World Employment And Social Outlook-Trends 2020
- On 20th January, 2020, the International Labour Organisation (ILO) released the World Employment and Social Outlook: Trends 2020 (WESO) report, which examines employment and social trends for the world as a whole and for each region, and analyses structural transformation and implications for future job quality.
- The annual WESO report analyses key labour market issues, including unemployment, labour underutilisation, working poverty,income inequality, labour income share and factors that exclude people from decent work.
- More than 470 million people worldwide are currently unemployed or underemployed, warning that a lack of access to decent jobs was contributing to social unrest.
- Global unemployment has been roughly stable for the last nine years but slowing global economic growth means that, as the global labour force increases, not enough new jobs are being generated to absorb new entrants to the labour market.
- More than 60% of the global workforce currently works in the informal economy, often toiling for substandard wages and lacking basic social protections.
Declining Global Labour Income
- Unequal access to decent work translates into high and persistent income inequalities.
- In high income countries, the decreasing labour income of the self-employed, compared with that of employees, is a key driver of the aggregate decline.
Work Related Inequality
- Persisting and substantial work-related inequalities and exclusion are preventing the people from finding decent work and better futures. This in turn, has profound and worrying implications for social cohesion.
Decent Work Deficit
- Significant inequalities in access to decent work opportunities and outcomes continue to be a persistent feature of current labour markets. Decent work deficits are especially pronounced in the informal economy.
- Contemporary labour markets also continue to be characterized by gender inequality. In 2019, the female labour force participation rate was just 47 percent, 27 percentage points below the male rate (at 74 percent). There is strong regional variation in gender disparities in access to employment.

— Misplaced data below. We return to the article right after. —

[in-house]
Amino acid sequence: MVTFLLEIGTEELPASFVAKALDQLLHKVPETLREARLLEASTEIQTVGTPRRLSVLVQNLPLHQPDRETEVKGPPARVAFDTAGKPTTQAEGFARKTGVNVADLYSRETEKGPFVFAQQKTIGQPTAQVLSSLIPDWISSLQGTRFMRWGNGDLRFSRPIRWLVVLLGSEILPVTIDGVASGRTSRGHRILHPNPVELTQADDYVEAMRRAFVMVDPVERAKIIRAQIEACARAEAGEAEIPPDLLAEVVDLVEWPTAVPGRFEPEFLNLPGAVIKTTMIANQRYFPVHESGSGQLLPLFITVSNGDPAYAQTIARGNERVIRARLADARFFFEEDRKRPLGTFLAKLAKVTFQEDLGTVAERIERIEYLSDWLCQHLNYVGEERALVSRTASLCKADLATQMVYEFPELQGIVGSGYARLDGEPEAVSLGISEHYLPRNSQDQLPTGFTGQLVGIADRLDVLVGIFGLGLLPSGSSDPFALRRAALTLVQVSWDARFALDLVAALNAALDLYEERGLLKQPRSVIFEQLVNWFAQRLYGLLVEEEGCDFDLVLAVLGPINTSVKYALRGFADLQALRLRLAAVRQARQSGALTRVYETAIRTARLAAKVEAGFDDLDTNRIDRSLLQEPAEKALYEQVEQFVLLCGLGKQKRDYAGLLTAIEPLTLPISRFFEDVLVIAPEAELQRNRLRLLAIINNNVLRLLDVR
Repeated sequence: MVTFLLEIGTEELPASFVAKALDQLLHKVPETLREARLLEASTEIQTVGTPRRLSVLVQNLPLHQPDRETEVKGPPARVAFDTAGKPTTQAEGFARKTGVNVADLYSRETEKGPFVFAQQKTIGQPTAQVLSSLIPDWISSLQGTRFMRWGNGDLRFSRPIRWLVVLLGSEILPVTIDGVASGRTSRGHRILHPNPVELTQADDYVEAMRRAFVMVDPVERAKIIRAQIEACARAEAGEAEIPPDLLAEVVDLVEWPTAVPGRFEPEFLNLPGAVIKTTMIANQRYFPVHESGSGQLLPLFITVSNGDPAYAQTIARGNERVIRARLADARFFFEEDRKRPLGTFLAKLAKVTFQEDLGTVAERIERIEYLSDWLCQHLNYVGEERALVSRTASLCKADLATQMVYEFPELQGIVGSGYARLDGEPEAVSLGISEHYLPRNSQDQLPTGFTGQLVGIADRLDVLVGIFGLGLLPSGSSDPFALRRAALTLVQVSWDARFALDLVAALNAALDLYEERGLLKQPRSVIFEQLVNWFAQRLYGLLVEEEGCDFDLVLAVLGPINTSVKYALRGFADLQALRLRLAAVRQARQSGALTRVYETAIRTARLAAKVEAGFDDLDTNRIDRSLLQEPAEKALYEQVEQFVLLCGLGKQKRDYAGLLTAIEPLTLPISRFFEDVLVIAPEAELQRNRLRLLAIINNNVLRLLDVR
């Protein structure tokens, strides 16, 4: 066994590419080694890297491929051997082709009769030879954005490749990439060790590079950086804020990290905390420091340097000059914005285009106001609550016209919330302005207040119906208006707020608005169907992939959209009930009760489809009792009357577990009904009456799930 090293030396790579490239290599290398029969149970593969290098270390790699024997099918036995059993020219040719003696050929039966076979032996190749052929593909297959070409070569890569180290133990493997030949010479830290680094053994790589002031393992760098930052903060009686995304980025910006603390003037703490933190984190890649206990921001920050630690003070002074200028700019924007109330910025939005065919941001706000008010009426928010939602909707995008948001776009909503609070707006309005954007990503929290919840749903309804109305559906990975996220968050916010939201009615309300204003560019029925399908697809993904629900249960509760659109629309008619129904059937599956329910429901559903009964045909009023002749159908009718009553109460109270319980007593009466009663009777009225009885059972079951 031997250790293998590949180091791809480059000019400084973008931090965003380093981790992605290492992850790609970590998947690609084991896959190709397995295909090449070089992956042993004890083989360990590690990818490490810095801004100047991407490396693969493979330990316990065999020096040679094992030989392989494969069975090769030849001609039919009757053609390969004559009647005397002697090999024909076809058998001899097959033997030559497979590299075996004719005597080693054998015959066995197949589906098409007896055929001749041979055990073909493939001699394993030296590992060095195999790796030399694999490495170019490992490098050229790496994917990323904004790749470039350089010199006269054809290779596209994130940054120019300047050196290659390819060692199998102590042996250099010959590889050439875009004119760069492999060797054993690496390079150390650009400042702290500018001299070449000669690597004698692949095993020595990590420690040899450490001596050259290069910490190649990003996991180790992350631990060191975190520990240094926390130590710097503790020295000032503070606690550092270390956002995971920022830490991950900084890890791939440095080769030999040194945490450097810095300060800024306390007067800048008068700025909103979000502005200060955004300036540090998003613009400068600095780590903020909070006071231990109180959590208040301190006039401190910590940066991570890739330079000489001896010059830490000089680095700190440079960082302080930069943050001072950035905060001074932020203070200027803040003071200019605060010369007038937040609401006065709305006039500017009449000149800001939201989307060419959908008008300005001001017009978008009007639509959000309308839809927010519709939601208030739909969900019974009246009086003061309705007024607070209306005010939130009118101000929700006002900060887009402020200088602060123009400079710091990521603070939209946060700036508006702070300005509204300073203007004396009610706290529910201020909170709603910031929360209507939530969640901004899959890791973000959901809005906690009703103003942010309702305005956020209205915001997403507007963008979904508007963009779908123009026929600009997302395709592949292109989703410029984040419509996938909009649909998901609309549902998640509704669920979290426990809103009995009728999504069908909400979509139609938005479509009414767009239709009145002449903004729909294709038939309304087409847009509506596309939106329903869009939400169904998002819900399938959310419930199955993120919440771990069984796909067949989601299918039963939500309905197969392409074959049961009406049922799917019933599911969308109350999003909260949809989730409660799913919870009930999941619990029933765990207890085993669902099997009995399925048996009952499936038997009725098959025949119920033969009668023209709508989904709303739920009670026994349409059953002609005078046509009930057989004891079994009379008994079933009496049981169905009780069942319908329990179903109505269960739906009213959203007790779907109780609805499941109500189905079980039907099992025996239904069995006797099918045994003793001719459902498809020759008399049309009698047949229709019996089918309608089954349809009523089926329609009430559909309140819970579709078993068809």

Rising Working Poverty
- In 2019, more than 630 million people— a fifth of the global working population lived in so-called working poverty, meaning they made less than $3.20 per day in purchasing power.
Trade Restrictions and Protectionism
- The report cautions that intensifying trade restrictions and protectionism could have a significant impact on employment, both directly and indirectly.
- According to the report, a moderate or extreme working poverty is expected to edge up in 2020-21 in developing countries, increasing the obstacles to achieving Sustainable Development Goal 1 on eradicating poverty everywhere by 2030.
- Projected lower economic growth and the lack of inclusiveness are very likely to impair the ability of lower-income countries to reduce poverty and improve working conditions.
- The report provides an overview of global and regional trends in employment, unemployment, labour force participation and productivity.
- This report also presents the labour market situation and prospects of rural and urban workers, which is a key line of segmentation that divides the economic and social prospects among the world’s workforce.
- It also examines income and social developments, and provides an indicator of social unrest.
- Countries all over the world must ensure that economic growth and development occurs in a way that leads to the reduction of poverty and better working conditions in low-income countries, through structural transformation, technological upgrading and diversification.
International Labour Organization (ILO)
Headquarters: Geneva, Switzerland